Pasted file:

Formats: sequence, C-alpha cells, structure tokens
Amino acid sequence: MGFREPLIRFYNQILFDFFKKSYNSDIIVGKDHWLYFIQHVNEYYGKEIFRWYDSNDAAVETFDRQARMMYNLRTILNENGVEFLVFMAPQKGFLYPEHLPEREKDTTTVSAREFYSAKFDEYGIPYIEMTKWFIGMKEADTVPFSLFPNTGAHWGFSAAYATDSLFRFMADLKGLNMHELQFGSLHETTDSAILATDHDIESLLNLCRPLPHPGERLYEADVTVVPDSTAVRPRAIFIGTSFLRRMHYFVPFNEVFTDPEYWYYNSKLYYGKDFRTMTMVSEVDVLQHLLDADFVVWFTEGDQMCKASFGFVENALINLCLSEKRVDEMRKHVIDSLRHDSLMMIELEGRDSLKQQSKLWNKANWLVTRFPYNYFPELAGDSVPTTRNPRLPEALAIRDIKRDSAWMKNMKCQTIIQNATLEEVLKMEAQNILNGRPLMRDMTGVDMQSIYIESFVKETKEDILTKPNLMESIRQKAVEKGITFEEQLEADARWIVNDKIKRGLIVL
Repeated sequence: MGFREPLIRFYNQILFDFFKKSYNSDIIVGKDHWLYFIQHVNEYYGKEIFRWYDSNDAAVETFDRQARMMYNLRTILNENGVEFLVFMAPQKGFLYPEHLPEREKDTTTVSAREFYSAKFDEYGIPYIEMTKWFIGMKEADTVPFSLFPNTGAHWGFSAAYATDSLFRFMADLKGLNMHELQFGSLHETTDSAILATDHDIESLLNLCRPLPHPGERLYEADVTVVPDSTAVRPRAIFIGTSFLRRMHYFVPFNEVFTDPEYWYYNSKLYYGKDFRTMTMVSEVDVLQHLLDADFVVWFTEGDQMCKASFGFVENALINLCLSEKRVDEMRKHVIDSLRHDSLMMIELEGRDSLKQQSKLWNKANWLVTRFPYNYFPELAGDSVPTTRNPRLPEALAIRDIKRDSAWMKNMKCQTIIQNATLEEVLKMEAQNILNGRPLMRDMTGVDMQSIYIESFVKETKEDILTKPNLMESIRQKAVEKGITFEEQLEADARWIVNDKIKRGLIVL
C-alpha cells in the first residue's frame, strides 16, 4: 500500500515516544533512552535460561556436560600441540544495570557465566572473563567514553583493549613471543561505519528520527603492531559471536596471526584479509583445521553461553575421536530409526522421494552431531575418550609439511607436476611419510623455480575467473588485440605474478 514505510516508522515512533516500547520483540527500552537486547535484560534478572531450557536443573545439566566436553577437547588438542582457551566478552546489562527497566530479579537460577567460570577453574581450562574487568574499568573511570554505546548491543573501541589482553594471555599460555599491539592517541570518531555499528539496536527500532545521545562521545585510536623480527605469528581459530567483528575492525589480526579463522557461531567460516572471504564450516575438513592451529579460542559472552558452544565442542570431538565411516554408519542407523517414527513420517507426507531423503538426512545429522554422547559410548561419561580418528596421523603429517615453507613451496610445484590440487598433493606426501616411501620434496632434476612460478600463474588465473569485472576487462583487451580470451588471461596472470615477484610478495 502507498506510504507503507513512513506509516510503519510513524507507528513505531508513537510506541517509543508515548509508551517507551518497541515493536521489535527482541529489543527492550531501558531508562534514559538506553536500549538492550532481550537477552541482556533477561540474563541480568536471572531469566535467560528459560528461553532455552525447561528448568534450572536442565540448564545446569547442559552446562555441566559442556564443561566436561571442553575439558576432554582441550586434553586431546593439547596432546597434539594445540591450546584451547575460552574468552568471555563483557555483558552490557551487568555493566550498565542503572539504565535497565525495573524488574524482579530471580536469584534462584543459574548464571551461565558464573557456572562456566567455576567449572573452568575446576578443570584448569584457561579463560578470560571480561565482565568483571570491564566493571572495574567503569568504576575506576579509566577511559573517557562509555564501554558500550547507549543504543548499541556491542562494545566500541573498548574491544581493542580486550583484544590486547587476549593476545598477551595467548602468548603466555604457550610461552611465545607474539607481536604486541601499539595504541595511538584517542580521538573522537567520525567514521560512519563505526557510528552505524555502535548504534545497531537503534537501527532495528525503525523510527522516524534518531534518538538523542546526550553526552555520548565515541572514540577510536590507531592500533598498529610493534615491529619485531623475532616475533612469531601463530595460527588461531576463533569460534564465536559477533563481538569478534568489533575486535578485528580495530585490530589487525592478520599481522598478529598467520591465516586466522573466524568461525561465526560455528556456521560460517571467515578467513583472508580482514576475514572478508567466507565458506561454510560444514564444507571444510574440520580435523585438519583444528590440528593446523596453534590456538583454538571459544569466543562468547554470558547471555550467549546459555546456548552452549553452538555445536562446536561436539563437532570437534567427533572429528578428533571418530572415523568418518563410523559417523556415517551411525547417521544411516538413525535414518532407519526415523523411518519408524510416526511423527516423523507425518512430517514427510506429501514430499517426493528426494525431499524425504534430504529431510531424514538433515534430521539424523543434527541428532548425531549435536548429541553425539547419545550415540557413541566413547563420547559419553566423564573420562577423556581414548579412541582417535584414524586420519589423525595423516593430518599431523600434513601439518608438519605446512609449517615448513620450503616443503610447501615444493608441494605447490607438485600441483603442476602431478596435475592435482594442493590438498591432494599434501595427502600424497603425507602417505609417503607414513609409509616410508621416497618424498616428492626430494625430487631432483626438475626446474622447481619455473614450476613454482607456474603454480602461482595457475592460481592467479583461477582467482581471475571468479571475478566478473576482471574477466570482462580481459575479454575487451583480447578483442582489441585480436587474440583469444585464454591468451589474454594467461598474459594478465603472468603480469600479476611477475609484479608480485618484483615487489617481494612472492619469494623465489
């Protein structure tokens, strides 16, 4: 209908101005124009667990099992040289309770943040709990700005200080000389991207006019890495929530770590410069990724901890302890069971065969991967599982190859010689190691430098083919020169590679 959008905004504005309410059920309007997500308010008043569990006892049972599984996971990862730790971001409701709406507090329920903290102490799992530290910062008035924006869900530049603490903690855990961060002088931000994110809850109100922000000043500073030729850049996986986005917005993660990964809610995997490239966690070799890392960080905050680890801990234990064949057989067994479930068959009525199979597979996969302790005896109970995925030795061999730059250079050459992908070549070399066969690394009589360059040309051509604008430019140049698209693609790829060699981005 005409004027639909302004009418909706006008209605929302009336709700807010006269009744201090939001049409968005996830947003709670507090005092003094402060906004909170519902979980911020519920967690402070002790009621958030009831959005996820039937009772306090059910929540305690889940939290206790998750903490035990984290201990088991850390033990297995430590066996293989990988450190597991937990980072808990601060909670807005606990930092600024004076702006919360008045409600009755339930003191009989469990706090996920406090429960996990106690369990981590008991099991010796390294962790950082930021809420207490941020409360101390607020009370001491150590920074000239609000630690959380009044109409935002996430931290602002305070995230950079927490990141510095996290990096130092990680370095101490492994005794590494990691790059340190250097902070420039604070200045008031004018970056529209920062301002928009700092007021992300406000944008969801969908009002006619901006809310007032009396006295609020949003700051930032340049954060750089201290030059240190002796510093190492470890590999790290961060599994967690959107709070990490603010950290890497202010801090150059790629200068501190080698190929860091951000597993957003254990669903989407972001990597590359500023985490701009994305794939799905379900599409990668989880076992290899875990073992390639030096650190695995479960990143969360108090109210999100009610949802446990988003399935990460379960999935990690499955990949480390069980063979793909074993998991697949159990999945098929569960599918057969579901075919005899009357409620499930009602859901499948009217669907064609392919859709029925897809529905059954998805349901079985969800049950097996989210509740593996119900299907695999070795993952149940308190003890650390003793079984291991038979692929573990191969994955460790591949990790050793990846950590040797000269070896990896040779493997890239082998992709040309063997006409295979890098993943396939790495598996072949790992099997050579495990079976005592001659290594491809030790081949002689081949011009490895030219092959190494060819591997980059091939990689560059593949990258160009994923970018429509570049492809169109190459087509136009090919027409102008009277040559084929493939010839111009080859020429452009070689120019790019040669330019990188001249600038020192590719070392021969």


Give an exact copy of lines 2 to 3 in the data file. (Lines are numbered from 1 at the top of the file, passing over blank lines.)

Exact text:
Amino acid sequence: MGFREPLIRFYNQILFDFFKKSYNSDIIVGKDHWLYFIQHVNEYYGKEIFRWYDSNDAAVETFDRQARMMYNLRTILNENGVEFLVFMAPQKGFLYPEHLPEREKDTTTVSAREFYSAKFDEYGIPYIEMTKWFIGMKEADTVPFSLFPNTGAHWGFSAAYATDSLFRFMADLKGLNMHELQFGSLHETTDSAILATDHDIESLLNLCRPLPHPGERLYEADVTVVPDSTAVRPRAIFIGTSFLRRMHYFVPFNEVFTDPEYWYYNSKLYYGKDFRTMTMVSEVDVLQHLLDADFVVWFTEGDQMCKASFGFVENALINLCLSEKRVDEMRKHVIDSLRHDSLMMIELEGRDSLKQQSKLWNKANWLVTRFPYNYFPELAGDSVPTTRNPRLPEALAIRDIKRDSAWMKNMKCQTIIQNATLEEVLKMEAQNILNGRPLMRDMTGVDMQSIYIESFVKETKEDILTKPNLMESIRQKAVEKGITFEEQLEADARWIVNDKIKRGLIVL
Repeated sequence: MGFREPLIRFYNQILFDFFKKSYNSDIIVGKDHWLYFIQHVNEYYGKEIFRWYDSNDAAVETFDRQARMMYNLRTILNENGVEFLVFMAPQKGFLYPEHLPEREKDTTTVSAREFYSAKFDEYGIPYIEMTKWFIGMKEADTVPFSLFPNTGAHWGFSAAYATDSLFRFMADLKGLNMHELQFGSLHETTDSAILATDHDIESLLNLCRPLPHPGERLYEADVTVVPDSTAVRPRAIFIGTSFLRRMHYFVPFNEVFTDPEYWYYNSKLYYGKDFRTMTMVSEVDVLQHLLDADFVVWFTEGDQMCKASFGFVENALINLCLSEKRVDEMRKHVIDSLRHDSLMMIELEGRDSLKQQSKLWNKANWLVTRFPYNYFPELAGDSVPTTRNPRLPEALAIRDIKRDSAWMKNMKCQTIIQNATLEEVLKMEAQNILNGRPLMRDMTGVDMQSIYIESFVKETKEDILTKPNLMESIRQKAVEKGITFEEQLEADARWIVNDKIKRGLIVL